20 SES 10 A, Bringing You Inspiring Practice For Inclusive Education: Teaching diverse learners in (school)subjects / TdiverS (Part 2)
Symposium continued from 20 SES 09
The proposed presentation connects findings from two research projects in Luxembourg. The first focuses on narrative assessment of children’s science learning in preschool classrooms in Luxembourg. The second, TdiverS project, documented the inclusive language learning approach developed by the Jean-Jaurès-School in Luxembourg. We consider Kindergarten particularly interesting as in Luxembourg it is a 3 year cycle (children aged 3 to 6 years) in which children are immersed in the Luxembourgish language (half of whom lived in non-Luxembourgish speaking households in 2012-2013 (MENJE 2016). A recently legislated (2009) Education Reform, as well as the ratification of the UN-CRPD, convinced Luxembourg’s Minister of Education to support project developing inclusive education. In our presentation, we will elaborate how a narrative approach to teaching and learning may show what a child knows, and how learning activities fit best into a child’s universe of knowledge. Cultural Historical Activity Theory, connecting Vygotsky’s ideas to those of Bakhtin, serves as a framework to understand this approach in action. Developing on the basis of examples from these collaborative research projects we conducted in different preschools, we will explore how in shared, socioculturally-situated activities, individuals’ mental functions are linked to cultural, historical and institutional settings, with dialogue as a central concept. A first focus will lie on the use of speech genres (Bakhtin 1986) and classroom talk (Mercer 2010). A second focus will lie on how the "hundred languages of children" (Edwards et al 2012) make room for multiple means of expression (CAST 2011), especially significant in the multilingual and hyperdiverse context of Luxembourg. Methods We developed a collaborative research approach to explore children’s, teachers’, and researchers’ learning processes (Macpherson et al. 1998, Ainscow et al. 2006). We consider narrative assessment a tool that can transform teacher-directed Science Education towards inclusive co-construction of science in the classroom and beyond. As narrative assessment is a process that occurs through dialogic interactions between teachers and students, the effectiveness of students’ perspectives in deepening the understanding of how participation can be widened and educational achievement of marginalised children can be improved leads to the development of inclusive research methods (Goeke & Terfloth 2006; Wamsley & Kelley 2003). Results Using videos co-directed by pupils collect inspiring practices, we will present findings that demonstrate the dialogic, dialectical ways in which teachers and students interact as they construct narrative assessments, by combining language learning and the learning of science at an early age.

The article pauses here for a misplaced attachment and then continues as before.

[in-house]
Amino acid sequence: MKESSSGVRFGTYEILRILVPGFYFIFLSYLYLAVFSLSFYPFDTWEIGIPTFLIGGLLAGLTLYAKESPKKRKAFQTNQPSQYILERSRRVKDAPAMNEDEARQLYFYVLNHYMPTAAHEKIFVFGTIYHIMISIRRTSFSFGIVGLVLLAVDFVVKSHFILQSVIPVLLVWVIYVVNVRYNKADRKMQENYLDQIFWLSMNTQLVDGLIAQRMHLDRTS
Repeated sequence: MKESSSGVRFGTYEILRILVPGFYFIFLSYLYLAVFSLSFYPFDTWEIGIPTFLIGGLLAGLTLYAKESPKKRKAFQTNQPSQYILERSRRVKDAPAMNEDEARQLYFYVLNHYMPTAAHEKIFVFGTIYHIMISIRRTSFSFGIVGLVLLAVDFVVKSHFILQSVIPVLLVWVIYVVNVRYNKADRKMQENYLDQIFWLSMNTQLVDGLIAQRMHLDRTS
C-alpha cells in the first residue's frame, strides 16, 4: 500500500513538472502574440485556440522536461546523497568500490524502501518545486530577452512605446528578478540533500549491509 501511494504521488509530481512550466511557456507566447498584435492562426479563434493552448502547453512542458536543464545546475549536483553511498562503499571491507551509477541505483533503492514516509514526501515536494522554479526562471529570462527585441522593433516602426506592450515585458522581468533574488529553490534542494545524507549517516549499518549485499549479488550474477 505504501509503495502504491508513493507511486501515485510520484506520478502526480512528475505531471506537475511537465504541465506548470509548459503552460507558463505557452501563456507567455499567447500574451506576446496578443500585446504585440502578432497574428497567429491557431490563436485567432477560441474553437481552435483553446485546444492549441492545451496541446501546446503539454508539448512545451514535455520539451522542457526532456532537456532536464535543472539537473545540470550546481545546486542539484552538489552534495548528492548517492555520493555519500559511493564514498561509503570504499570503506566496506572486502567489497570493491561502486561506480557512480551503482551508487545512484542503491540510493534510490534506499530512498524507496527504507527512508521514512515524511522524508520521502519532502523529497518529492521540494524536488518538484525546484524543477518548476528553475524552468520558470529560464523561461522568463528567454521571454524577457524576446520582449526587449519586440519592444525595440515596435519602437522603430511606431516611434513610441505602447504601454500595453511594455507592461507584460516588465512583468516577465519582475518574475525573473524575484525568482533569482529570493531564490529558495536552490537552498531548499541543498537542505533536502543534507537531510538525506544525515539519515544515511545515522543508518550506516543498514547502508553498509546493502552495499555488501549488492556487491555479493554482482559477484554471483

Ainscow, M., Booth, T. & Dyson, A. (2006). Improving Schools, Developing Inclusion. London: Routledge. Bakhtin, M. (1981). The Dialogic Imagination. Austin: University of Texas Press. CAST (2011). Universal Design for Learning Guidelines (version 2.0). Wakefield, MA: Author. Edwards, C., Gandini, L. Forman, G. (2012). The Hundred Languages of Children: The Reggio Emilia Experience in Transition (third edition). Santa Barbara, CA: Praeger. Goeke, S. & Terfloth, K. (2006). Inklusiv forschen – Forschung inklusiv. In A. Platte, S. Seitz & K. Terfloth, Inklusive Bildungsprozesse (pp. 43-54). Bad Heilbronn, Germany: Verlag Julius Klinkhardt. Macpherson, I., Aspland, T., Elliott, B., Proudfoot, C., Shaw, L. & Thurlow, G. (1998). A journey into learning partnership: a university and state system working together for curriculum change. In B. Atweh, S. Kemmis & P. Weeks (eds.), Action Research in Practice (pp. 141-162). London: Routledge. MENJE (2016). Les chiffres-clé de l'Education nationale. Statistiques et indicateurs 2014/2015. Luxembourg: MENJE. Mercer, N. (2010). The Analysis of Classroom Talk: Methods and Methodologies. British Journal of Educational Psychology, 80(1): 1-14. Wamsley, J. & Johnson, K. (2003). Inclusive research with people with learning disabilities. Past, present and futures. London: Jessica Kingsley.
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